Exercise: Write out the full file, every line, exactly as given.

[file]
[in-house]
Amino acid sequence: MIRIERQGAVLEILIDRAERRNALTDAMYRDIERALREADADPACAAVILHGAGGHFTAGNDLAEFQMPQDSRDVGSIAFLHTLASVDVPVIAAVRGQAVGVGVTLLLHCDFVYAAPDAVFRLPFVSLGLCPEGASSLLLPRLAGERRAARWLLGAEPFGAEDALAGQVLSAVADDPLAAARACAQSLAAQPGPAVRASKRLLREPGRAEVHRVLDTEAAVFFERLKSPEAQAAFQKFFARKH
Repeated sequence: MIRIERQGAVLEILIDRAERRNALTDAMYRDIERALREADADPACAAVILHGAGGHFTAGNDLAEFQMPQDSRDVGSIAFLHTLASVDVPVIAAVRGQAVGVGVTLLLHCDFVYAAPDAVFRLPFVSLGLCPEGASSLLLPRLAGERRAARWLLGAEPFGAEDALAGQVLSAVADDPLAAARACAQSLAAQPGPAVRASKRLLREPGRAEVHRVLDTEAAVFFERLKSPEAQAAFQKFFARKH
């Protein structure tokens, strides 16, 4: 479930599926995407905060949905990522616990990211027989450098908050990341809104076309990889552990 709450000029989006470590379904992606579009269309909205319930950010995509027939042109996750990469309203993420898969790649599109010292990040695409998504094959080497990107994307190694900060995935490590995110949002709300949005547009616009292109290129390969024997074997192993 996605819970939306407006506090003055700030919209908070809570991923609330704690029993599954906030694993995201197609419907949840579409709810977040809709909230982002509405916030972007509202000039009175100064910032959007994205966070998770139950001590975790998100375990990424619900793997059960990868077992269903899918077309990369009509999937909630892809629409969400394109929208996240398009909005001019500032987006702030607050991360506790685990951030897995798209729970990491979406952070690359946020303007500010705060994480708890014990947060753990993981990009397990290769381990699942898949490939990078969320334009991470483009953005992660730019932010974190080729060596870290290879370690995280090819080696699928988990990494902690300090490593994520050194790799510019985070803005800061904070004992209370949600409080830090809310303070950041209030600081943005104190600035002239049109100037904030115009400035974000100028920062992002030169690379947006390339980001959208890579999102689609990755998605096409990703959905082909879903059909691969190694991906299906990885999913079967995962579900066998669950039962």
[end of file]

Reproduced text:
[in-house]
Amino acid sequence: MIRIERQGAVLEILIDRAERRNALTDAMYRDIERALREADADPACAAVILHGAGGHFTAGNDLAEFQMPQDSRDVGSIAFLHTLASVDVPVIAAVRGQAVGVGVTLLLHCDFVYAAPDAVFRLPFVSLGLCPEGASSLLLPRLAGERRAARWLLGAEPFGAEDALAGQVLSAVADDPLAAARACAQSLAAQPGPAVRASKRLLREPGRAEVHRVLDTEAAVFFERLKSPEAQAAFQKFFARKH
Repeated sequence: MIRIERQGAVLEILIDRAERRNALTDAMYRDIERALREADADPACAAVILHGAGGHFTAGNDLAEFQMPQDSRDVGSIAFLHTLASVDVPVIAAVRGQAVGVGVTLLLHCDFVYAAPDAVFRLPFVSLGLCPEGASSLLLPRLAGERRAARWLLGAEPFGAEDALAGQVLSAVADDPLAAARACAQSLAAQPGPAVRASKRLLREPGRAEVHRVLDTEAAVFFERLKSPEAQAAFQKFFARKH
């Protein structure tokens, strides 16, 4: 479930599926995407905060949905990522616990990211027989450098908050990341809104076309990889552990 709450000029989006470590379904992606579009269309909205319930950010995509027939042109996750990469309203993420898969790649599109010292990040695409998504094959080497990107994307190694900060995935490590995110949002709300949005547009616009292109290129390969024997074997192993 996605819970939306407006506090003055700030919209908070809570991923609330704690029993599954906030694993995201197609419907949840579409709810977040809709909230982002509405916030972007509202000039009175100064910032959007994205966070998770139950001590975790998100375990990424619900793997059960990868077992269903899918077309990369009509999937909630892809629409969400394109929208996240398009909005001019500032987006702030607050991360506790685990951030897995798209729970990491979406952070690359946020303007500010705060994480708890014990947060753990993981990009397990290769381990699942898949490939990078969320334009991470483009953005992660730019932010974190080729060596870290290879370690995280090819080696699928988990990494902690300090490593994520050194790799510019985070803005800061904070004992209370949600409080830090809310303070950041209030600081943005104190600035002239049109100037904030115009400035974000100028920062992002030169690379947006390339980001959208890579999102689609990755998605096409990703959905082909879903059909691969190694991906299906990885999913079967995962579900066998669950039962």